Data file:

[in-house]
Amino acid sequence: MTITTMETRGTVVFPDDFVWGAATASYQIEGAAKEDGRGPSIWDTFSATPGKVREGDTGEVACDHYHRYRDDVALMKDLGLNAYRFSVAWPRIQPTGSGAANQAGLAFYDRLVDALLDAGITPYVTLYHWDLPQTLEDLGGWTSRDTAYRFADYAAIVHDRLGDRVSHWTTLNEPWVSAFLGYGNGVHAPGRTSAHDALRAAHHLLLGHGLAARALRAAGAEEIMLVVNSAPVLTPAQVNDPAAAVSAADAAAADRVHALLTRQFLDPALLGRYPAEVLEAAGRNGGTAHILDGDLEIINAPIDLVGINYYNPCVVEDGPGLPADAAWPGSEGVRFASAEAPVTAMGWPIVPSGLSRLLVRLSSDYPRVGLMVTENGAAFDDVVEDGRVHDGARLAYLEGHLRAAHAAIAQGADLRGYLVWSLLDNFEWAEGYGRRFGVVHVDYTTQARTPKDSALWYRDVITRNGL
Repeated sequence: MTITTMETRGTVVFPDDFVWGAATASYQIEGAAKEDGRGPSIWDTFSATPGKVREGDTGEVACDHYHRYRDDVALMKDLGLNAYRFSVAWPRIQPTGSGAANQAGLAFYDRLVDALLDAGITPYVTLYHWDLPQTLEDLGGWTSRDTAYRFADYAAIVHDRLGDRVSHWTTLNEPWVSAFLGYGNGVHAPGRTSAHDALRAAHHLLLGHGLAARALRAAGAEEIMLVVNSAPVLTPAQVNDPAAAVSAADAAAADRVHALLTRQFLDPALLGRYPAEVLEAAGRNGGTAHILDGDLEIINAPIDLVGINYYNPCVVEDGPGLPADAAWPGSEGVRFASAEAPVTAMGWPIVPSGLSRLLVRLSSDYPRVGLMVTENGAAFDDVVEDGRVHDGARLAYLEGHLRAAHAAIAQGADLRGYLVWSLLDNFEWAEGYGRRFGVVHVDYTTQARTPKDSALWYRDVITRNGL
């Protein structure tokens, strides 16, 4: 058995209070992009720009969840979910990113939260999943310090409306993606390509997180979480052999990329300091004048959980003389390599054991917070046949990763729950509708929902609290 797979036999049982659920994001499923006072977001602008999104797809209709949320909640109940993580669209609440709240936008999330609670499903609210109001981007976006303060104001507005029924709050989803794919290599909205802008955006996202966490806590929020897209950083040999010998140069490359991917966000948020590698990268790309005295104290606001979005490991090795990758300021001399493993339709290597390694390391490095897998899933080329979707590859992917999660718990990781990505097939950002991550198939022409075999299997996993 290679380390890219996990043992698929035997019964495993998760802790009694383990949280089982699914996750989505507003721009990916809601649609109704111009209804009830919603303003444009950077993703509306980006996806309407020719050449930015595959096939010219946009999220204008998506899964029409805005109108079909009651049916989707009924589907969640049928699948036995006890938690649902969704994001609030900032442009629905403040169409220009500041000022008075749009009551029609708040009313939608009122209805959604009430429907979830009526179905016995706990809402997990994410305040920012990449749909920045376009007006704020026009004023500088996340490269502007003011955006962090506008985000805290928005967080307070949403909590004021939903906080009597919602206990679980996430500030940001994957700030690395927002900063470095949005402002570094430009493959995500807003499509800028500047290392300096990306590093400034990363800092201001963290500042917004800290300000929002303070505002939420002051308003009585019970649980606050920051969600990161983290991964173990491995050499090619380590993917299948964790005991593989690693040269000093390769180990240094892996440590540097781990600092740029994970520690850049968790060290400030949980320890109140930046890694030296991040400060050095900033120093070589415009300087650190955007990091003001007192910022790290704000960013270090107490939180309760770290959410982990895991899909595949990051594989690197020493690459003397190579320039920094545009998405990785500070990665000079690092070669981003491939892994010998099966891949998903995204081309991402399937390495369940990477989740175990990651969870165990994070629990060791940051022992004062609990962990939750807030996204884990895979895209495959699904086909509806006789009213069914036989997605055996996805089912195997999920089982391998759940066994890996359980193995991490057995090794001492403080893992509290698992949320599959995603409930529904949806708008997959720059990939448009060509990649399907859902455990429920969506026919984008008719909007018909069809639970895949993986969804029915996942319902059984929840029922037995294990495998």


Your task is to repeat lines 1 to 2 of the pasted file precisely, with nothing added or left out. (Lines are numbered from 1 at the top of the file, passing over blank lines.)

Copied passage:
[in-house]
Amino acid sequence: MTITTMETRGTVVFPDDFVWGAATASYQIEGAAKEDGRGPSIWDTFSATPGKVREGDTGEVACDHYHRYRDDVALMKDLGLNAYRFSVAWPRIQPTGSGAANQAGLAFYDRLVDALLDAGITPYVTLYHWDLPQTLEDLGGWTSRDTAYRFADYAAIVHDRLGDRVSHWTTLNEPWVSAFLGYGNGVHAPGRTSAHDALRAAHHLLLGHGLAARALRAAGAEEIMLVVNSAPVLTPAQVNDPAAAVSAADAAAADRVHALLTRQFLDPALLGRYPAEVLEAAGRNGGTAHILDGDLEIINAPIDLVGINYYNPCVVEDGPGLPADAAWPGSEGVRFASAEAPVTAMGWPIVPSGLSRLLVRLSSDYPRVGLMVTENGAAFDDVVEDGRVHDGARLAYLEGHLRAAHAAIAQGADLRGYLVWSLLDNFEWAEGYGRRFGVVHVDYTTQARTPKDSALWYRDVITRNGL